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fig6: Repeated treatment of SANR produces antinociceptive effect on CCD-induced mechanical hypersensitivity and thermal hyperalgesia in bilateral hindpaws, which is more potent than parent nitroxide moiety Tempol and parent NSAIDs moiety aspirin. (a, c) Time course of mechanical hypersensitivity (a) and thermal hyperalgesia (c) in ipsilateral hindpaw of CCD rats before and after repeated i.p. SANR (180 μmol/kg) (red) and vehicle treatment (black). Note that ipsilateral mechanical and thermal hyperalgesia was progressively and completely reversed by SANR. (b, d) Comparison of analgesic potency in ipsilateral mechanical (b) and thermal hyperalgesia (d) produced by the same concentration of SANR, Tempol, and aspirin for 18 days. Note that SANR showed significantly stronger effect than Tempol and aspirin. (e, g) Contralateral mechanical hypersensitivity (e) and thermal hyperalgesia (g) were reduced by repeated SANR administration as well. (f, h) Comparison of the efficacy by SANR with Tempol and aspirin in inhibiting mechanical (f) and thermal hyperalgesia (h) at 18 d during continuous drug administration. All data are expressed as mean ± S.E.M. ∗P < 0.05.

Mentions: We further addressed whether repeated treatment of SANR could reverse the development of CCD-induced pain hypersensitivity. To do this, we administered SANR for 21 d once daily beginning at 3 d after DRG compression. As compared to vehicle group, repeated administration of SANR progressively reversed the development of ipsilateral mechanical hypersensitivity in CCD rats (Figure 6(a), n = 10, P < 0.05 at all time points tested). In comparison with Tempol and aspirin, SANR produced more pain relief on mechanical hyperalgesia (Figure 6(b), n = 10 for each drug). Quantitative analysis at 18 d after drug treatment showed that the extent of reversal of mechanical hyperalgesia by SANR was significantly stronger than that of Tempol and aspirin (Figure 6(b), P = 0.043 versus Tempol, P = 0.039 versus aspirin). Similarly, progressive and complete reversal of ipsilateral thermal hyperalgesia was seen after treatment with repeated SANR (Figure 6(c), n = 10). Furthermore, SANR was much more efficacious than Tempol and aspirin alone (Figure 6(d), P = 0.029 versus Tempol, P = 0.018 versus aspirin).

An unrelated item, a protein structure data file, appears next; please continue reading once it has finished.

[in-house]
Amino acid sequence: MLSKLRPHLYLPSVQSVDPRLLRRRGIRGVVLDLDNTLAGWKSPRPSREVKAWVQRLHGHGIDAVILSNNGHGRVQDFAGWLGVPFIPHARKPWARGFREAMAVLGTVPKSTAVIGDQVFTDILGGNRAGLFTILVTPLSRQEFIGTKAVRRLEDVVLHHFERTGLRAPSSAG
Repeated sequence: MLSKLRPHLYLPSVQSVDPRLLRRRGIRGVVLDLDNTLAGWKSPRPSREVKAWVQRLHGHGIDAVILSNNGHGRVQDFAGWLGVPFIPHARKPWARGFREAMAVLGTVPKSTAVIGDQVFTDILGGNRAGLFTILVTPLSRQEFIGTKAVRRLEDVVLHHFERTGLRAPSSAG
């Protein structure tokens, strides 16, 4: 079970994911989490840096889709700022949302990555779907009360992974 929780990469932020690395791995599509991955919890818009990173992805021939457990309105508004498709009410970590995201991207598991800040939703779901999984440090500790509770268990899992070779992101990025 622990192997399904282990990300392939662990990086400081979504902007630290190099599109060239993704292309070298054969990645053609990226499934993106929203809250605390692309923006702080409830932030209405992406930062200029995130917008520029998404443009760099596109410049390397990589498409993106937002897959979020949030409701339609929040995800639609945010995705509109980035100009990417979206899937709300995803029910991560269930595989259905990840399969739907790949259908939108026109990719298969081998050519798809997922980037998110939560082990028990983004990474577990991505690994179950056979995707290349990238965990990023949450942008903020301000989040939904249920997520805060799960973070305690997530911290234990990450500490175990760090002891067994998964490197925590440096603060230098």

A Novel Nitronyl Nitroxide with Salicylic Acid Framework Attenuates Pain Hypersensitivity and Ectopic Neuronal Discharges in Radicular Low Back Pain.

Han WJ, Chen L, Wang HB, Liu XZ, Hu SJ, Sun XL, Luo C - Neural Plast. (2015)

Repeated treatment of SANR produces antinociceptive effect on CCD-induced mechanical hypersensitivity and thermal hyperalgesia in bilateral hindpaws, which is more potent than parent nitroxide moiety Tempol and parent NSAIDs moiety aspirin. (a, c) Time course of mechanical hypersensitivity (a) and thermal hyperalgesia (c) in ipsilateral hindpaw of CCD rats before and after repeated i.p. SANR (180 μmol/kg) (red) and vehicle treatment (black). Note that ipsilateral mechanical and thermal hyperalgesia was progressively and completely reversed by SANR. (b, d) Comparison of analgesic potency in ipsilateral mechanical (b) and thermal hyperalgesia (d) produced by the same concentration of SANR, Tempol, and aspirin for 18 days. Note that SANR showed significantly stronger effect than Tempol and aspirin. (e, g) Contralateral mechanical hypersensitivity (e) and thermal hyperalgesia (g) were reduced by repeated SANR administration as well. (f, h) Comparison of the efficacy by SANR with Tempol and aspirin in inhibiting mechanical (f) and thermal hyperalgesia (h) at 18 d during continuous drug administration. All data are expressed as mean ± S.E.M. ∗P < 0.05.
© Copyright Policy - open-access
Related In: Results  -  Collection

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getmorefigures.php?uid=PMC4644553&req=5